Suffice to say, “The Challenge” gleefully basks in its simulated carnage.

Ethics aside, I must admit this is reality television competition at its finest. The pure dedication of each contestant to stay in the game, in tandem with a deeply unsettling musical score, creates an eerily tense, high-stakes atmosphere that keeps you wanting more.

The show is like other longform competition series such as “Big Brother” or “Survivor,” where contestants are continuously filmed via hidden cameras. To catch any strategizing or in-fighting amongst players, communal bathrooms, kitchens and dorms are filmed 24/7.

For each eliminated contestant, $10,000 is added to the prize pot — a larger-than-life piggy bank dangles over the players in their shared dormitory. As players drop and the cash grows the contestants, continuously immersed in the game and isolated from the outside world, become increasingly desperate to take home the grand prize. Alliances are made and broken and the humanity of all contestants is stripped away.

While the contestants quickly adopt a sink-or-swim mentality, we as viewers get to hear each player’s full story, removed from the “Squid Game” of it all. The producers pick certain contestants for aside confessionals, where we can gather the full scope of their character. Certain archetypes are developed — your classic reality TV villain, a mom and son competing together, an older man who joins the competition for his grandkids and more.

The production team does a great job of establishing the “main characters” of the show. I found myself rooting for my favorite contestants and praying on the downfall of others. As players slowly descend into each arena, you feel a palpable sense of anxiety, as you never know when a contestant could be eliminated.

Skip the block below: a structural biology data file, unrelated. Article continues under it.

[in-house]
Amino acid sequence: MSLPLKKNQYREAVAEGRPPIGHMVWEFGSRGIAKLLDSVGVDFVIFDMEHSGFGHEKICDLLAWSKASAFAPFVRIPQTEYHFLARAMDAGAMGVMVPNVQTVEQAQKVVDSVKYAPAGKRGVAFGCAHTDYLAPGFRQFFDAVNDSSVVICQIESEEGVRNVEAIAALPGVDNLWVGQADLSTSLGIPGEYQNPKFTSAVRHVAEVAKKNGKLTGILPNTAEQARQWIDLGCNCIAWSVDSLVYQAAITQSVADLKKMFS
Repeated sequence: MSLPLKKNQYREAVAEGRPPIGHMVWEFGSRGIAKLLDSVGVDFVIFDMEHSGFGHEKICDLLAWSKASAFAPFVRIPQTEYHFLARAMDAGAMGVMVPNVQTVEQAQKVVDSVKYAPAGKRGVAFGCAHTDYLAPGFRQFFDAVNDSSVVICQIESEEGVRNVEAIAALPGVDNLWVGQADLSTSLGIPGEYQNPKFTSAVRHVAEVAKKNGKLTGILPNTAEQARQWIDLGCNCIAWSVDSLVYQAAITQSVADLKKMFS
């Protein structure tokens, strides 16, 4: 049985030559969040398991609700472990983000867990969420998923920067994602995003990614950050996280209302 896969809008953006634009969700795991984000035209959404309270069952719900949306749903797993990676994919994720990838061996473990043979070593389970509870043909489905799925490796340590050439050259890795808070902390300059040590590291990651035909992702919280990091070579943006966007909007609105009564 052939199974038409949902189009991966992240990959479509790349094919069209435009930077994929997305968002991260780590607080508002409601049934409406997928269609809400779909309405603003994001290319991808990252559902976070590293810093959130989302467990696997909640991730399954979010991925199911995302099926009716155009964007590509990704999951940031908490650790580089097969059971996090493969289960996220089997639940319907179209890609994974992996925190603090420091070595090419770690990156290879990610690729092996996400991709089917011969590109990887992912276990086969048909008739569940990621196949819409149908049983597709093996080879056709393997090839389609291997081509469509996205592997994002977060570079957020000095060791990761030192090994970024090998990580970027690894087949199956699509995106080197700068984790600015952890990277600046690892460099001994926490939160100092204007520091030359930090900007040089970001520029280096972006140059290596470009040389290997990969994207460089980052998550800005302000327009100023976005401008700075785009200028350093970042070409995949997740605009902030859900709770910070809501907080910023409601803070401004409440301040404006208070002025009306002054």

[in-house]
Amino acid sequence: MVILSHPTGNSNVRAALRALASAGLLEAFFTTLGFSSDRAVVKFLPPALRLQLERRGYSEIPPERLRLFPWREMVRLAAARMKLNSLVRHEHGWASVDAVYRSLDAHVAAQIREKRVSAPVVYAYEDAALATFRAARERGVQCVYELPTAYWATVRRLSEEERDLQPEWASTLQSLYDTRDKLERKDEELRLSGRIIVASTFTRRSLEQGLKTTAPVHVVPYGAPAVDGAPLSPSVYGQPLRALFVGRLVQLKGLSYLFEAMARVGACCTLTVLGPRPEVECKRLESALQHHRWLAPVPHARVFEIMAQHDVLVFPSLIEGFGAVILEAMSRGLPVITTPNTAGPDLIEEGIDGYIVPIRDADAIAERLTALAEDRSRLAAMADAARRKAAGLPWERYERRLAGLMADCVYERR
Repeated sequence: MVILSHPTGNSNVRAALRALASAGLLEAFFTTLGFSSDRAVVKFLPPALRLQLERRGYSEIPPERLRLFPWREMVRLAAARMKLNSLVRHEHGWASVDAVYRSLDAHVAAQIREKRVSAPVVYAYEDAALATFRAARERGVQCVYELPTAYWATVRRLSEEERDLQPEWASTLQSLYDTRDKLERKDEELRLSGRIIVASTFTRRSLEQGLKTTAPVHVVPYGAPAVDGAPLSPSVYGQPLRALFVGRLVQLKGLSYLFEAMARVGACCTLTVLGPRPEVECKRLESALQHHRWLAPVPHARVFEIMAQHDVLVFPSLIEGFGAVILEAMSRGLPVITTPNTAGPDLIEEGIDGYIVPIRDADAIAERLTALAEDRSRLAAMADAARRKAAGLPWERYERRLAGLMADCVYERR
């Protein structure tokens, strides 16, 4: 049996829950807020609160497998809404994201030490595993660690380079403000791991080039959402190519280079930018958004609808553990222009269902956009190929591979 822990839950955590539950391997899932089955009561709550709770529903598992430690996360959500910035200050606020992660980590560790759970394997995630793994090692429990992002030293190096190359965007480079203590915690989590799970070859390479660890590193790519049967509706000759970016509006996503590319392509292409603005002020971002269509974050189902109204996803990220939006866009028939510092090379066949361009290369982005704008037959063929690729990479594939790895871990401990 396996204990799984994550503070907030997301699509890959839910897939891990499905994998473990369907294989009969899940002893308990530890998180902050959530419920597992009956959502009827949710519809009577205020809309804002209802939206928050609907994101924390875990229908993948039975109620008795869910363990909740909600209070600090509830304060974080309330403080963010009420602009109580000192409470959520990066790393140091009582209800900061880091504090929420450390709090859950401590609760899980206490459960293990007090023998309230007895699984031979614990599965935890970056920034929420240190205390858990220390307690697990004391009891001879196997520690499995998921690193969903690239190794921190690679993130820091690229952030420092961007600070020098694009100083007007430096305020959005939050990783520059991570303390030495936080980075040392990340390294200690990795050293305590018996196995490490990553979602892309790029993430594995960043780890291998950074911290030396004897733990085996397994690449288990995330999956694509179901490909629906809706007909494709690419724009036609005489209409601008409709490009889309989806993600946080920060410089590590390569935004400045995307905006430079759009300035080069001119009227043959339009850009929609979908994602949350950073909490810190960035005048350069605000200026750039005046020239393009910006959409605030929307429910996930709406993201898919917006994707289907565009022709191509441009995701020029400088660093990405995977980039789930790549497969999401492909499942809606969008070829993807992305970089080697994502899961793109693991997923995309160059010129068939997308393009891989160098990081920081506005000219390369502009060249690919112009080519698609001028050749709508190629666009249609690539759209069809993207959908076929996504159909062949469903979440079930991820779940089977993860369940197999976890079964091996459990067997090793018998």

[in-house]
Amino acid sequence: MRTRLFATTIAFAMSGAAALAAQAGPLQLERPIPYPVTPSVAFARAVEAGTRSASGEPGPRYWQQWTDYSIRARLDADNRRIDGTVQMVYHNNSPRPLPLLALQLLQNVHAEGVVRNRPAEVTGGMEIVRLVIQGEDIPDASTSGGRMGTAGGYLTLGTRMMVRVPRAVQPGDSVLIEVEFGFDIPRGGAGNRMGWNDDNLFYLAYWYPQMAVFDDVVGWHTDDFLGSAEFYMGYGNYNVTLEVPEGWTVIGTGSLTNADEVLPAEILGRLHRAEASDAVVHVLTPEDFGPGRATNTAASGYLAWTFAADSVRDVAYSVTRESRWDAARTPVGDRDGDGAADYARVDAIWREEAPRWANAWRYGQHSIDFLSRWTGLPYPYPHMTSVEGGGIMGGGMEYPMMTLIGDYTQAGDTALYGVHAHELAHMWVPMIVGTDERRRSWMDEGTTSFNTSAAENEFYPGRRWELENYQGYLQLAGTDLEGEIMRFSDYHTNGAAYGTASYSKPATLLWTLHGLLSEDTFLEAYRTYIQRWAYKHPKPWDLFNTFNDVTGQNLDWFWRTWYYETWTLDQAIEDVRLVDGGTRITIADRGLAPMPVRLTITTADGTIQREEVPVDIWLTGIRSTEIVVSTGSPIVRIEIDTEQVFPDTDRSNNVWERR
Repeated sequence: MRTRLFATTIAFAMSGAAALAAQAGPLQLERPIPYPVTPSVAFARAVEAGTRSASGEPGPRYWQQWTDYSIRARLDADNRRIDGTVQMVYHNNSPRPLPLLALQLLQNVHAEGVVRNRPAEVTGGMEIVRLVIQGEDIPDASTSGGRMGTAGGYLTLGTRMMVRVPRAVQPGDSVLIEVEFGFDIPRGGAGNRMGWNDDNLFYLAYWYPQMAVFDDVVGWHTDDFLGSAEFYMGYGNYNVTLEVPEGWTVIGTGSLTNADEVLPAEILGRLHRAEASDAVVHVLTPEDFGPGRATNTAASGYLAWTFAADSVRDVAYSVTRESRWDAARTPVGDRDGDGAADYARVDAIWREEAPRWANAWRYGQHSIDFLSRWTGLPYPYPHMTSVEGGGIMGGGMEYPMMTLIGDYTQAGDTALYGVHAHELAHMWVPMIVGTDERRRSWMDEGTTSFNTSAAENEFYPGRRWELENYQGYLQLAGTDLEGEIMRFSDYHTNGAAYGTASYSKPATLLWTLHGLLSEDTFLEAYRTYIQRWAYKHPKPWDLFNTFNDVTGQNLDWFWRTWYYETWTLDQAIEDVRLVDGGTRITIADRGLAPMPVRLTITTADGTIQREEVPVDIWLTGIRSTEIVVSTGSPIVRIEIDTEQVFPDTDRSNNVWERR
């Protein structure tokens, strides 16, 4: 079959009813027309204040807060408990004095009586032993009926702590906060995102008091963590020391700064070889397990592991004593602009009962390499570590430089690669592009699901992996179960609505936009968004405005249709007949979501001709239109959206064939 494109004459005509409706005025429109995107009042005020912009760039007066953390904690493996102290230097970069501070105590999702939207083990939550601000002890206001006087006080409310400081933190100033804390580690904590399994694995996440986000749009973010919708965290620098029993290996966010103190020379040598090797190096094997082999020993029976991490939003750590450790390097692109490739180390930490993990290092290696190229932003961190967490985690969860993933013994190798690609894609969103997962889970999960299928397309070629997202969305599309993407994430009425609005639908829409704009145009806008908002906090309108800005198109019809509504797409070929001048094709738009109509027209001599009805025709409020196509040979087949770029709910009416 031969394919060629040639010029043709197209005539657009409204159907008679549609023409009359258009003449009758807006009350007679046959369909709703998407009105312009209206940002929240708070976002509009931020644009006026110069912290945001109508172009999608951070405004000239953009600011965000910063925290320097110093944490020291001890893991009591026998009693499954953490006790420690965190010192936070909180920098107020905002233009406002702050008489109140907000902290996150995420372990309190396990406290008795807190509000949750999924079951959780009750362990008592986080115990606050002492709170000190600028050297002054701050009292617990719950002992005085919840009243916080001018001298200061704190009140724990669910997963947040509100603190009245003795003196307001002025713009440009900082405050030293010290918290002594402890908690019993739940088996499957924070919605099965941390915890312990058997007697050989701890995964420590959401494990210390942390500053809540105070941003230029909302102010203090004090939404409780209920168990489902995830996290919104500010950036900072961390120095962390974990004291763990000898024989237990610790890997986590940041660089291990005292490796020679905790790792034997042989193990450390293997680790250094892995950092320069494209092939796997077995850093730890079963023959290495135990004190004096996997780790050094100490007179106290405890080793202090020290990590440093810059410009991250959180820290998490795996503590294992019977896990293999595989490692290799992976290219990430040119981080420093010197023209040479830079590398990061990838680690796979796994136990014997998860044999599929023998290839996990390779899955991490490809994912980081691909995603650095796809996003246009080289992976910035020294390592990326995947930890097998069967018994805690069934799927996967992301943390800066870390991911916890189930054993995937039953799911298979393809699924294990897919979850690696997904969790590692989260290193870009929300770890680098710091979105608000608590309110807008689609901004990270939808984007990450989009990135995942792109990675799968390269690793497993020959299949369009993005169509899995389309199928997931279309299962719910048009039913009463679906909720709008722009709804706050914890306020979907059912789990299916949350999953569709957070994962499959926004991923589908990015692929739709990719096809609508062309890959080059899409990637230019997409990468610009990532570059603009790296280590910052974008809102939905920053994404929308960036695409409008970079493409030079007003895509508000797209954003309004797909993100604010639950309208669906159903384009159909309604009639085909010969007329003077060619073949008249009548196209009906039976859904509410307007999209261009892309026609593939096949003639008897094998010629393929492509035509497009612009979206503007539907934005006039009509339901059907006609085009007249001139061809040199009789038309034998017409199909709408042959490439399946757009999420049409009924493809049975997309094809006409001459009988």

I need to give a special shout-out to Player 278, Ashley Tolbert, a proud Smith College alum. Despite her controversial gameplay tactics, she made it very far into the competition. It’s always exciting to see the Pioneer Valley represented on such a massive platform.

While contestants are well-established, the producers did not have the luxury of knowing who would go far in the competition. Thus, we often learn a contestant’s backstory right before their elimination. As a general rule of thumb, the second a player speaks up, someone will aim to eliminate them.

For example, two randomly selected contestants are pulled into the communal kitchen to help prepare for dinner. They are given the choice of assigning an advantage to another player in the next game, or eliminating a contestant of their choice. Naturally, they choose to eliminate, hoping to add more money to the prize pot.

But who do they eliminate, you ask? The player they believed was the friendliest of the whole group. Of course, his backstory was just revealed to the camera moments before; in the blink of an eye, your favorite contestant can, and will, be eliminated.

Despite some flaws and questionable ethics, “Squid Game: The Challenge” is a guilty pleasure that will constantly leave you on the edge of your seat. I hope you’re ready for a second helping, because Netflix has already given season two the “green light.”

Nathan Legare can be reached at [email protected].

Leave a Comment
More to Discover

Comments (0)

All Massachusetts Daily Collegian Picks Reader Picks Sort: Newest

Your email address will not be published. Required fields are marked *